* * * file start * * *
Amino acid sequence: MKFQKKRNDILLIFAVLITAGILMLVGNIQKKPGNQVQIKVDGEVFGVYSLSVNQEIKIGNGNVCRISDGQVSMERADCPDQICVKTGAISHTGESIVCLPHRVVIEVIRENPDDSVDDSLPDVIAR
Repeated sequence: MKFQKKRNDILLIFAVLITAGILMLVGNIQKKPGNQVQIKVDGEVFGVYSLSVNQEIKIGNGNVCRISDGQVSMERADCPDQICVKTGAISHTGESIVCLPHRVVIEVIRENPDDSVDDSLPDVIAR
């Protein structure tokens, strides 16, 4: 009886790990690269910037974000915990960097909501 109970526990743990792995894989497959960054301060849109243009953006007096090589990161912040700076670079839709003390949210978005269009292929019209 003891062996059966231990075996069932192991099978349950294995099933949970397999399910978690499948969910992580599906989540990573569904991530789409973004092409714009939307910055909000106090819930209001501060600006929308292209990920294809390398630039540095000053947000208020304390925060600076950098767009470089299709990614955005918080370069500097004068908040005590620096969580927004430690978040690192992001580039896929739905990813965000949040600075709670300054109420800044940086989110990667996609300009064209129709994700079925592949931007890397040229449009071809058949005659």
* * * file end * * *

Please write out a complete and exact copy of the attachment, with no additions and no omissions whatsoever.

Amino acid sequence: MKFQKKRNDILLIFAVLITAGILMLVGNIQKKPGNQVQIKVDGEVFGVYSLSVNQEIKIGNGNVCRISDGQVSMERADCPDQICVKTGAISHTGESIVCLPHRVVIEVIRENPDDSVDDSLPDVIAR
Repeated sequence: MKFQKKRNDILLIFAVLITAGILMLVGNIQKKPGNQVQIKVDGEVFGVYSLSVNQEIKIGNGNVCRISDGQVSMERADCPDQICVKTGAISHTGESIVCLPHRVVIEVIRENPDDSVDDSLPDVIAR
């Protein structure tokens, strides 16, 4: 009886790990690269910037974000915990960097909501 109970526990743990792995894989497959960054301060849109243009953006007096090589990161912040700076670079839709003390949210978005269009292929019209 003891062996059966231990075996069932192991099978349950294995099933949970397999399910978690499948969910992580599906989540990573569904991530789409973004092409714009939307910055909000106090819930209001501060600006929308292209990920294809390398630039540095000053947000208020304390925060600076950098767009470089299709990614955005918080370069500097004068908040005590620096969580927004430690978040690192992001580039896929739905990813965000949040600075709670300054109420800044940086989110990667996609300009064209129709994700079925592949931007890397040229449009071809058949005659």